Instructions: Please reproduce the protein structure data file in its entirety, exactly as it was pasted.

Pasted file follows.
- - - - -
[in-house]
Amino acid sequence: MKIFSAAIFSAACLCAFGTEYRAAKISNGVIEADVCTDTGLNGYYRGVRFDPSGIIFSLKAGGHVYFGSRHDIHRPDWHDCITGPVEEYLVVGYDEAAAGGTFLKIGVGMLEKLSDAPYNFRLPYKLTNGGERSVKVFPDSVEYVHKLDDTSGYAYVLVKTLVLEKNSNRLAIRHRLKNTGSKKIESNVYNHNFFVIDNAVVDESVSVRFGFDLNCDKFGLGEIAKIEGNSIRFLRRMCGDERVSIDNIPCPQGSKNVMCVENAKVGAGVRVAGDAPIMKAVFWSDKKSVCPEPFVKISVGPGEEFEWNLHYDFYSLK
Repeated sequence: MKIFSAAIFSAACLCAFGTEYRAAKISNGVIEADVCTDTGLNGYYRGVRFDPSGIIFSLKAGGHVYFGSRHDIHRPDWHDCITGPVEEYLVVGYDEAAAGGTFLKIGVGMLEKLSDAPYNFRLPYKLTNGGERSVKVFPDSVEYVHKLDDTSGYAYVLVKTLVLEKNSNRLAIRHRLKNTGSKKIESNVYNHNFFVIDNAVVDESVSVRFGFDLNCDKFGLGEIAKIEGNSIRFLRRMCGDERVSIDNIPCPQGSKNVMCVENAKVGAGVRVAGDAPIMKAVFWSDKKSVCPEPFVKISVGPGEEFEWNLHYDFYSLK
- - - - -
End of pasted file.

[in-house]
Amino acid sequence: MKIFSAAIFSAACLCAFGTEYRAAKISNGVIEADVCTDTGLNGYYRGVRFDPSGIIFSLKAGGHVYFGSRHDIHRPDWHDCITGPVEEYLVVGYDEAAAGGTFLKIGVGMLEKLSDAPYNFRLPYKLTNGGERSVKVFPDSVEYVHKLDDTSGYAYVLVKTLVLEKNSNRLAIRHRLKNTGSKKIESNVYNHNFFVIDNAVVDESVSVRFGFDLNCDKFGLGEIAKIEGNSIRFLRRMCGDERVSIDNIPCPQGSKNVMCVENAKVGAGVRVAGDAPIMKAVFWSDKKSVCPEPFVKISVGPGEEFEWNLHYDFYSLK
Repeated sequence: MKIFSAAIFSAACLCAFGTEYRAAKISNGVIEADVCTDTGLNGYYRGVRFDPSGIIFSLKAGGHVYFGSRHDIHRPDWHDCITGPVEEYLVVGYDEAAAGGTFLKIGVGMLEKLSDAPYNFRLPYKLTNGGERSVKVFPDSVEYVHKLDDTSGYAYVLVKTLVLEKNSNRLAIRHRLKNTGSKKIESNVYNHNFFVIDNAVVDESVSVRFGFDLNCDKFGLGEIAKIEGNSIRFLRRMCGDERVSIDNIPCPQGSKNVMCVENAKVGAGVRVAGDAPIMKAVFWSDKKSVCPEPFVKISVGPGEEFEWNLHYDFYSLK